Spring is upon us – and with it, the usual threat of seasonal allergies.
But to make matters worse, we’re in the midst of one of the worst cold and flu seasons in recent years. Which raises an interesting question – do allergies weaken our immune system, and are those who suffer from allergies thus at greater risk of getting sick?
The short answer to that question is yes. While having allergies doesn’t cause you to come down with a cold or the flu, the treatment of your allergies is a factor in your vulnerability to other illnesses. Here’s why …
Sometimes it’s difficult to tell the difference between allergies and illness. For example, if you start sneezing, have a runny nose and a sore throat, you may mistake the symptoms of an allergy for a cold. It’s only when you start to have a fever or a headache and achiness that you realize it’s more than just an allergy. Plus, a cold may only linger for a week or so, while your allergies will be raging as long as you’re exposed to the allergen.
However, if you do have ongoing allergies and they aren’t treated effectively, it could weaken your immune system and make you more susceptible to viruses and other germs. That, in turn, could enable your uncontrolled allergies to evolve into a sinus, ear, or upper respiratory infection.
If you are prone to allergic asthma, your sensitive air passages may be more reactive to viral and bacterial triggers. And when your allergy symptoms disturb your ability to get a good night’s sleep, that too affects your immune system and makes you more likely to succumb to infection. Should you get sick while suffering from allergic asthma, you could be at greater risk of experiencing complications from the illness.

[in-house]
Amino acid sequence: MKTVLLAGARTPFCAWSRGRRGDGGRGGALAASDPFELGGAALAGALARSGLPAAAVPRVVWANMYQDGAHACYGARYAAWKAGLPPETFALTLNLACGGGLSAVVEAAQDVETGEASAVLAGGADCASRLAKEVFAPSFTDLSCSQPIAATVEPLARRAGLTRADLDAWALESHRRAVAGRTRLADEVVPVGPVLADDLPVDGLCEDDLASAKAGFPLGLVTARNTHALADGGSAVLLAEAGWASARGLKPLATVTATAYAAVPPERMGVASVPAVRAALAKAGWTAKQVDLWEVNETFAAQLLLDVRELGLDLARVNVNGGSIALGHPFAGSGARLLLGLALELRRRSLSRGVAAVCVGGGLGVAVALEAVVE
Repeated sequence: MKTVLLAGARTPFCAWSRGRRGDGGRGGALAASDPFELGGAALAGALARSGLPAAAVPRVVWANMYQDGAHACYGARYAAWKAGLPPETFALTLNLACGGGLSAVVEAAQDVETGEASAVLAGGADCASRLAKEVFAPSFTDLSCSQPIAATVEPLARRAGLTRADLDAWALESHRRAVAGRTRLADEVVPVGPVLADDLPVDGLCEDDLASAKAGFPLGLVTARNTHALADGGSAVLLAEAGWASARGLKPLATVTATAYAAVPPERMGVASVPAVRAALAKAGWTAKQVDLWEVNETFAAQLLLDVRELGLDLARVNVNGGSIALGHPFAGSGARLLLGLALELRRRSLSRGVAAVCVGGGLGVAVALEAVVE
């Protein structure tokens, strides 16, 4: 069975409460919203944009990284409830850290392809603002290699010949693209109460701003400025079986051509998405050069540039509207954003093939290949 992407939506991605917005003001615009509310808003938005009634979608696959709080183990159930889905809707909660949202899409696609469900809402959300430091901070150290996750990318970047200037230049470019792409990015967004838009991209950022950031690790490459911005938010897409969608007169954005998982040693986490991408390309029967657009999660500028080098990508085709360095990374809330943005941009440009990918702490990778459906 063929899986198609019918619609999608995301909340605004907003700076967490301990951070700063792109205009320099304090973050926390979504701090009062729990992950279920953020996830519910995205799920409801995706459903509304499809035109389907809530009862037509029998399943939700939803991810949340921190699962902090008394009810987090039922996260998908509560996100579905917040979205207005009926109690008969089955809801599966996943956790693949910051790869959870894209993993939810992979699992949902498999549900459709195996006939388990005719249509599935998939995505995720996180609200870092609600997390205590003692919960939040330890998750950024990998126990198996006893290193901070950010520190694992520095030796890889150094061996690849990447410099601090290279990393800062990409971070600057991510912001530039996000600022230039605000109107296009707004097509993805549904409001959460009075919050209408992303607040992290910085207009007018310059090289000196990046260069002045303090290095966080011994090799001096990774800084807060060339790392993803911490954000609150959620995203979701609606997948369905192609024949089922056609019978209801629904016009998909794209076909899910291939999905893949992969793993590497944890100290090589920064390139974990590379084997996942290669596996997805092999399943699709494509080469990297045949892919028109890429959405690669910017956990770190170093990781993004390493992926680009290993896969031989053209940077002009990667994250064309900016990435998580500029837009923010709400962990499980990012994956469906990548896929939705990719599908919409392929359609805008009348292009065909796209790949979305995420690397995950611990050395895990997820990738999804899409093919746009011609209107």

How to Live with Allergies, Not Illness
Fortunately, there are steps you can take to strengthen your immune system and minimize your risk of getting sick despite your allergies. These include:
- Practicing good hygiene. Keep germs and viruses at bay by washing your hands often with hot water, and avoiding touching your eyes, nose, and mouth.
- Making sure you eat a balanced diet. Foods known to fight against infection include berries, garlic, leafy greens, poultry (chicken, turkey, etc.), cauliflower, kale, raw honey, and yogurt with live and active cultures.
- Get plenty of rest. This should go without saying. A healthy night’s rest boosts the immune system, and keeps stress levels down.
- Avoiding contact with people who are sick and may be contagious. Keep your distance and do not touch objects they have used.
- Cleaning your household and workstation surroundings regularly. That includes counters and other surfaces that you touch often with your hands, as well as toilets and sinks. Use soap and water or domestic detergents to cleanse. This helps eliminate viruses that can survive on hard surfaces.
- Getting vaccinated. Ask your doctor what vaccines against infections or diseases are available and whether they are right for you.
- Control your allergies. Don’t allow them to go undiagnosed and untreated. Work with your doctor to find the right treatment to manage, if not eliminate, your condition and take medication as prescribed.
To learn more about effective treatments for allergies or to schedule an appointment with one of our doctors, please call Intercoastal Medical Group in Sarasota and Manatee County, Florida. You can also request an appointment online now.